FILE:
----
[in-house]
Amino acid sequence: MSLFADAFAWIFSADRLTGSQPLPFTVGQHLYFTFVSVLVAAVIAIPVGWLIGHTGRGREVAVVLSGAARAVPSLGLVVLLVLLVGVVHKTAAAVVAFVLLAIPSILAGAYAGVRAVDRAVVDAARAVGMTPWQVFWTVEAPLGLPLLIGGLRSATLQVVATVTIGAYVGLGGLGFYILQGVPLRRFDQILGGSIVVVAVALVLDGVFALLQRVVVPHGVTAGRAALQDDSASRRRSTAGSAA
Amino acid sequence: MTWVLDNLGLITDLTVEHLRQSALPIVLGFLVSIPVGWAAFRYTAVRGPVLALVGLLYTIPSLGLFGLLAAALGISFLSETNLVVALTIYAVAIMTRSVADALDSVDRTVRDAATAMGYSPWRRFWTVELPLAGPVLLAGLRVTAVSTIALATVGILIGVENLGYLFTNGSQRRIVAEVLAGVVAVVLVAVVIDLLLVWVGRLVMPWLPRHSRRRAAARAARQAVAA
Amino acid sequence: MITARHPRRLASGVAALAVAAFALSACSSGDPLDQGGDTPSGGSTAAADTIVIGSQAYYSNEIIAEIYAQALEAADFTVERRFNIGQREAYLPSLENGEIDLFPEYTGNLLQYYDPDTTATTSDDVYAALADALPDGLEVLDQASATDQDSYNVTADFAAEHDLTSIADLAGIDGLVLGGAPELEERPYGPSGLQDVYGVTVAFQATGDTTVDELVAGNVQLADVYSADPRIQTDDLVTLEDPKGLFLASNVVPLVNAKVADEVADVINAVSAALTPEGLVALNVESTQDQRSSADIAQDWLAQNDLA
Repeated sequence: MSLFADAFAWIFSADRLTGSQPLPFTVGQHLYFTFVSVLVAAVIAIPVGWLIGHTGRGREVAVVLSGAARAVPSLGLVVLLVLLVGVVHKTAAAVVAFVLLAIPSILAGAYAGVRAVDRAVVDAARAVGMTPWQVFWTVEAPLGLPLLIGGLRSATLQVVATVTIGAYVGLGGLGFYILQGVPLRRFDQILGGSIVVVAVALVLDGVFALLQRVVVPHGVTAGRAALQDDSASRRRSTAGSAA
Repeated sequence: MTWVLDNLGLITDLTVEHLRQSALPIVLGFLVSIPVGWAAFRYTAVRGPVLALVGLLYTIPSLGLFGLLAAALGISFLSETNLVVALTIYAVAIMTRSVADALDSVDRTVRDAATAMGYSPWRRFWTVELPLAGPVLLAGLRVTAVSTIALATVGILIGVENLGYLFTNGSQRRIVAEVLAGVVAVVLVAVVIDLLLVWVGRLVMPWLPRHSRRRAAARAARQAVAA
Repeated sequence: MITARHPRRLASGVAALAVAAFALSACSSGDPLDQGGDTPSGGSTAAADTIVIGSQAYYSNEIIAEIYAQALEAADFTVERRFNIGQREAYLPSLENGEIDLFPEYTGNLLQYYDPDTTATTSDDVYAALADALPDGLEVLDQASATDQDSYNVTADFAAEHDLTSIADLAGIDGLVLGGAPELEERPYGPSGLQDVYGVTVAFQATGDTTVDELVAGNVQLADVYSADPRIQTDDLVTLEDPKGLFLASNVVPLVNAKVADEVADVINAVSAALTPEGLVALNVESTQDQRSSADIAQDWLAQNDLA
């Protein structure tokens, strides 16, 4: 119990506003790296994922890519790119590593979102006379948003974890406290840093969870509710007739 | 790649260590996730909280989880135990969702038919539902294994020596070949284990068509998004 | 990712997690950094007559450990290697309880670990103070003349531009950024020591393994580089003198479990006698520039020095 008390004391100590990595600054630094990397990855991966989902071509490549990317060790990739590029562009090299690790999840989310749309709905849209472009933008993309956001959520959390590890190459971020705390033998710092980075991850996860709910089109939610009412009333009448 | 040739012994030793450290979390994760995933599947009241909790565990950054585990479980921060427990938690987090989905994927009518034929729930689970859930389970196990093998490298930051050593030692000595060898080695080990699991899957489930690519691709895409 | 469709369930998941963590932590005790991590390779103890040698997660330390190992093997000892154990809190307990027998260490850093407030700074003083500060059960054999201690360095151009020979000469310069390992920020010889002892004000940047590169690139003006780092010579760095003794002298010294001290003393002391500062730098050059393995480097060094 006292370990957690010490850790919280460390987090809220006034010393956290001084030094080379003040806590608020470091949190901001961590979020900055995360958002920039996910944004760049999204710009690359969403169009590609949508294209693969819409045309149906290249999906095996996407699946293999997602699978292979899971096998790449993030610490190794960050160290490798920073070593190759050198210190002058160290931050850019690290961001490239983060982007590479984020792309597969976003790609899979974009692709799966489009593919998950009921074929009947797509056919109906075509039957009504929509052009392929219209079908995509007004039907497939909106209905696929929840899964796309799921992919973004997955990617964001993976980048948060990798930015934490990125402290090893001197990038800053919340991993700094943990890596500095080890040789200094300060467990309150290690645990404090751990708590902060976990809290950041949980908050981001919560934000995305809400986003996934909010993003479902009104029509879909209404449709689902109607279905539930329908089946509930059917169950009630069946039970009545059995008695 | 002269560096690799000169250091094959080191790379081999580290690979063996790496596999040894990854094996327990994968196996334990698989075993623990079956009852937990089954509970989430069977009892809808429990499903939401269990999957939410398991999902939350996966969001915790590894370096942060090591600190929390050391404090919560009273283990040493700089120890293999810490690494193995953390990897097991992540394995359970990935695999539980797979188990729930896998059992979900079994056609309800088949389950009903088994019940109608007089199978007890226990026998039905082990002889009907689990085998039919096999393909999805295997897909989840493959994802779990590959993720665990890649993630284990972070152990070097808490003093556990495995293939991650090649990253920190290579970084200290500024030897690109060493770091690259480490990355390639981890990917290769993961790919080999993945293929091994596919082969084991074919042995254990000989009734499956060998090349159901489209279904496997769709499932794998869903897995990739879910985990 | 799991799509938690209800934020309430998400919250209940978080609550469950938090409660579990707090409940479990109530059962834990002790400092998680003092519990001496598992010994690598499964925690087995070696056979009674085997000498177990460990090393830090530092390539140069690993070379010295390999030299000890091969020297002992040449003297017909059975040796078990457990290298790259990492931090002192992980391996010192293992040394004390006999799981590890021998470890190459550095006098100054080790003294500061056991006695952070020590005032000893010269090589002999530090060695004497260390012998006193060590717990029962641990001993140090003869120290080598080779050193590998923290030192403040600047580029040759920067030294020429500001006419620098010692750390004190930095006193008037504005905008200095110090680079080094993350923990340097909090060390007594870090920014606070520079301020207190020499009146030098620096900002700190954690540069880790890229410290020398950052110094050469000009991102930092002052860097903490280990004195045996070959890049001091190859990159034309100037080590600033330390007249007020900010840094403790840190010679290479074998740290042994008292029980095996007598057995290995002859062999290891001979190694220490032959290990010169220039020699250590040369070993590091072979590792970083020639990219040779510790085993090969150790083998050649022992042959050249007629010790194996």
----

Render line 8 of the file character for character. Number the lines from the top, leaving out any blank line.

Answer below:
């Protein structure tokens, strides 16, 4: 119990506003790296994922890519790119590593979102006379948003974890406290840093969870509710007739 | 790649260590996730909280989880135990969702038919539902294994020596070949284990068509998004 | 990712997690950094007559450990290697309880670990103070003349531009950024020591393994580089003198479990006698520039020095 008390004391100590990595600054630094990397990855991966989902071509490549990317060790990739590029562009090299690790999840989310749309709905849209472009933008993309956001959520959390590890190459971020705390033998710092980075991850996860709910089109939610009412009333009448 | 040739012994030793450290979390994760995933599947009241909790565990950054585990479980921060427990938690987090989905994927009518034929729930689970859930389970196990093998490298930051050593030692000595060898080695080990699991899957489930690519691709895409 | 469709369930998941963590932590005790991590390779103890040698997660330390190992093997000892154990809190307990027998260490850093407030700074003083500060059960054999201690360095151009020979000469310069390992920020010889002892004000940047590169690139003006780092010579760095003794002298010294001290003393002391500062730098050059393995480097060094 006292370990957690010490850790919280460390987090809220006034010393956290001084030094080379003040806590608020470091949190901001961590979020900055995360958002920039996910944004760049999204710009690359969403169009590609949508294209693969819409045309149906290249999906095996996407699946293999997602699978292979899971096998790449993030610490190794960050160290490798920073070593190759050198210190002058160290931050850019690290961001490239983060982007590479984020792309597969976003790609899979974009692709799966489009593919998950009921074929009947797509056919109906075509039957009504929509052009392929219209079908995509007004039907497939909106209905696929929840899964796309799921992919973004997955990617964001993976980048948060990798930015934490990125402290090893001197990038800053919340991993700094943990890596500095080890040789200094300060467990309150290690645990404090751990708590902060976990809290950041949980908050981001919560934000995305809400986003996934909010993003479902009104029509879909209404449709689902109607279905539930329908089946509930059917169950009630069946039970009545059995008695 | 002269560096690799000169250091094959080191790379081999580290690979063996790496596999040894990854094996327990994968196996334990698989075993623990079956009852937990089954509970989430069977009892809808429990499903939401269990999957939410398991999902939350996966969001915790590894370096942060090591600190929390050391404090919560009273283990040493700089120890293999810490690494193995953390990897097991992540394995359970990935695999539980797979188990729930896998059992979900079994056609309800088949389950009903088994019940109608007089199978007890226990026998039905082990002889009907689990085998039919096999393909999805295997897909989840493959994802779990590959993720665990890649993630284990972070152990070097808490003093556990495995293939991650090649990253920190290579970084200290500024030897690109060493770091690259480490990355390639981890990917290769993961790919080999993945293929091994596919082969084991074919042995254990000989009734499956060998090349159901489209279904496997769709499932794998869903897995990739879910985990 | 799991799509938690209800934020309430998400919250209940978080609550469950938090409660579990707090409940479990109530059962834990002790400092998680003092519990001496598992010994690598499964925690087995070696056979009674085997000498177990460990090393830090530092390539140069690993070379010295390999030299000890091969020297002992040449003297017909059975040796078990457990290298790259990492931090002192992980391996010192293992040394004390006999799981590890021998470890190459550095006098100054080790003294500061056991006695952070020590005032000893010269090589002999530090060695004497260390012998006193060590717990029962641990001993140090003869120290080598080779050193590998923290030192403040600047580029040759920067030294020429500001006419620098010692750390004190930095006193008037504005905008200095110090680079080094993350923990340097909090060390007594870090920014606070520079301020207190020499009146030098620096900002700190954690540069880790890229410290020398950052110094050469000009991102930092002052860097903490280990004195045996070959890049001091190859990159034309100037080590600033330390007249007020900010840094403790840190010679290479074998740290042994008292029980095996007598057995290995002859062999290891001979190694220490032959290990010169220039020699250590040369070993590091072979590792970083020639990219040779510790085993090969150790083998050649022992042959050249007629010790194996």